In the novel Rooster is only about forty, and Mattie barely alludes to his one sightless eye. The decisions to age him and give him a eyepatch served to particularize him, and the fact that they were conceived for Wayne’s interpretation only makes Bridges’ ability to retain them and still bury the older performance that much more impressive. But Bridges had his advantages. Where Henry Hathaway tried to flatten all meaning, the Coens enlarge things, to the point of filling in physical details—the measured rise of the tree branch when Mattie cuts the hanged man loose, a small apron of dampened pine needles under the water bucket—which give actors and viewers both a toehold onto their fictional worlds. Nothing says more about Hathaway’s lackluster intentions than his pressing the Rocky Mountains into service as Oklahoma or the casting of non-actor Glen Campbell as LeBouef—the worst kind of commercial pandering there is. By contrast Barry Pepper, as Lucky Ned in the Coens’ version, infused an outlaw caught in the wilderness with a synthesis of some of our greatest Western performances.
It’s hard to think of another movie about revenge that takes less pleasure in its accomplishment; even when Mattie pulls the trigger and blows Tom Chaney over a cliff, the movie doesn’t give us time to crow before the gun’s recoil has knocked her into a snake pit. The feeling of regret and missed opportunities that permeates the movie practically enshrouds LeBouef, the vain Texas Ranger played by Matt Damon, who’s pursued Chaney for months and come close to him a single time—only to miss his shot. LeBouef, a peacock in buckskin, is another solitary wanderer, and his sharp campfire exchanges with Rooster pop with emotional firecrackers thanks to the men’s unspoken suspicion that they have wasted their lives. It’s a doubt which throbs throughout LeBouef’s farewell to Maddie, in a beautiful scene invented by the Coens. “The trail is cold, and I am considerably diminished,” he admits to her, though he must struggle to get the last phrase out.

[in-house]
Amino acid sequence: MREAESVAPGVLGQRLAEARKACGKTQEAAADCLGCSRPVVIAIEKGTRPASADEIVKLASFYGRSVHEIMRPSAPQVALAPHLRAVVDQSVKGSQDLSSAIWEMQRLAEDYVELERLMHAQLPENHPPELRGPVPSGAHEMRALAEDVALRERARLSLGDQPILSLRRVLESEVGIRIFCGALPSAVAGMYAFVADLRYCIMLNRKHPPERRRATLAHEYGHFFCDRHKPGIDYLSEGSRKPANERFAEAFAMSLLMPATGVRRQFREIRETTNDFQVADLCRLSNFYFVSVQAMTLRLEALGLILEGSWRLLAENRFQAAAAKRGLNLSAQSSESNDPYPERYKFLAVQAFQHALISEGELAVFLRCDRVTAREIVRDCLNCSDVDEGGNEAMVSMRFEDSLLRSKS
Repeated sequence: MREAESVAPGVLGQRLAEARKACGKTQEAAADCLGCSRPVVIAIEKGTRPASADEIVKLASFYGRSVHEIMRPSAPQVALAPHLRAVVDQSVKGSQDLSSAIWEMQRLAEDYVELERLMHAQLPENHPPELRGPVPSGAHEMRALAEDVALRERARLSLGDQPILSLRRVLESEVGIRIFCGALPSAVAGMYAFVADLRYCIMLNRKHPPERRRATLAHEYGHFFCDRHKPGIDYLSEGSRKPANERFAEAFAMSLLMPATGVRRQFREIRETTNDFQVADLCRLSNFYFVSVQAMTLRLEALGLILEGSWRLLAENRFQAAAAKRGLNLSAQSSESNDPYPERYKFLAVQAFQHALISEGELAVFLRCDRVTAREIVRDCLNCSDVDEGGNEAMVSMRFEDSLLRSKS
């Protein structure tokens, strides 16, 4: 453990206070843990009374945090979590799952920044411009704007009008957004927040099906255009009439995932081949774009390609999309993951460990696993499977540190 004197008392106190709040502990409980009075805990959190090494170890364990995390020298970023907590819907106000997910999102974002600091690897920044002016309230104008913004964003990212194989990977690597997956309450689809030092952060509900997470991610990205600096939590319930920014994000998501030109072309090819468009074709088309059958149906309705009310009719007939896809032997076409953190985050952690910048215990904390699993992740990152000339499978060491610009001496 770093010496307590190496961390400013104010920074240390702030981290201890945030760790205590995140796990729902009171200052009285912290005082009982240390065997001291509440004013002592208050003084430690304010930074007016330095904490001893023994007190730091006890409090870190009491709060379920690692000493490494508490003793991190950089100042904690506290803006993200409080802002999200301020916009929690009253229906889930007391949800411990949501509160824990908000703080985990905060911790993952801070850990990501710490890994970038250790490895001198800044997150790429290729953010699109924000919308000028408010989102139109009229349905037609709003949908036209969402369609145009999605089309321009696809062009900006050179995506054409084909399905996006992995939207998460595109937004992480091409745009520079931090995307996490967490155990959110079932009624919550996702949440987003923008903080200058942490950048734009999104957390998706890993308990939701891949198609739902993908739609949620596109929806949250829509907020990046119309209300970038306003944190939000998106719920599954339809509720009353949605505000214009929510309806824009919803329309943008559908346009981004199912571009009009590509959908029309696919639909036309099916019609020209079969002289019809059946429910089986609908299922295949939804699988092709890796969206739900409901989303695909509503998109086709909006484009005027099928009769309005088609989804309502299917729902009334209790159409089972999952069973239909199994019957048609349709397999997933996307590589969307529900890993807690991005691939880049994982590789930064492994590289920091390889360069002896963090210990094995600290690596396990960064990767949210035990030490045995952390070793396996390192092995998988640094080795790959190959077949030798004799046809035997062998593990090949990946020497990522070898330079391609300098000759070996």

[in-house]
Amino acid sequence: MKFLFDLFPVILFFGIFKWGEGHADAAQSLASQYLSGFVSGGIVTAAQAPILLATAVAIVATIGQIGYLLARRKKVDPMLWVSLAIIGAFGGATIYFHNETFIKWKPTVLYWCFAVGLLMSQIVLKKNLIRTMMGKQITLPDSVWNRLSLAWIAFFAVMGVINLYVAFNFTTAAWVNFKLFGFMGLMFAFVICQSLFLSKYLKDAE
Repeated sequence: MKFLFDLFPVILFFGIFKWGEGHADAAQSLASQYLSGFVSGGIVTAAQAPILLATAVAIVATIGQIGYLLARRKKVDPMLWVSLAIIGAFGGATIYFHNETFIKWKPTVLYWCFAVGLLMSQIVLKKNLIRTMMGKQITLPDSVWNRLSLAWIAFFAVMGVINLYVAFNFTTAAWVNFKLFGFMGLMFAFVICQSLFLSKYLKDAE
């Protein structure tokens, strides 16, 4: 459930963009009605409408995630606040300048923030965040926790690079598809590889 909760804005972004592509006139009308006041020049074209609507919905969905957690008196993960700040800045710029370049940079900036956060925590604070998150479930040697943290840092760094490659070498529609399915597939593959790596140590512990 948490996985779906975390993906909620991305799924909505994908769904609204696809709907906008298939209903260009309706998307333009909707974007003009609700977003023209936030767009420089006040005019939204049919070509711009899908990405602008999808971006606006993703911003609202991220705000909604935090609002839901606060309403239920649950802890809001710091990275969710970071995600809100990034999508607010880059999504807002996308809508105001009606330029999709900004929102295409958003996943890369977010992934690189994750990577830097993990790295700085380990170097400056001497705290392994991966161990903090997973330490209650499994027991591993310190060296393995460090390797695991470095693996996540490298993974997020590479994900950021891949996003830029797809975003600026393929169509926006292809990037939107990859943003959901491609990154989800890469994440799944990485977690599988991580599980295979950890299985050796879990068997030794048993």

It’s a confession John Wayne could never bring himself to make. I’ve been hard on him here, I know, but nothing I ever say can blunt his image: he was too great, and too many people take it on faith that no modern-day star, not even Eastwood, will ever top the legendary Duke. Fort Apache appeared in 1948, as the curtain was still rising on the Cold War, and while guessing at what-if’s is a sucker’s game, I’d give anything to know what directions Wayne might have gone in if he hadn’t spent World War II making movies in the States. He spent the rest of his life living down that evasion, and without it, just maybe, his movies wouldn’t creak so heavily under the armor of self-righteousness.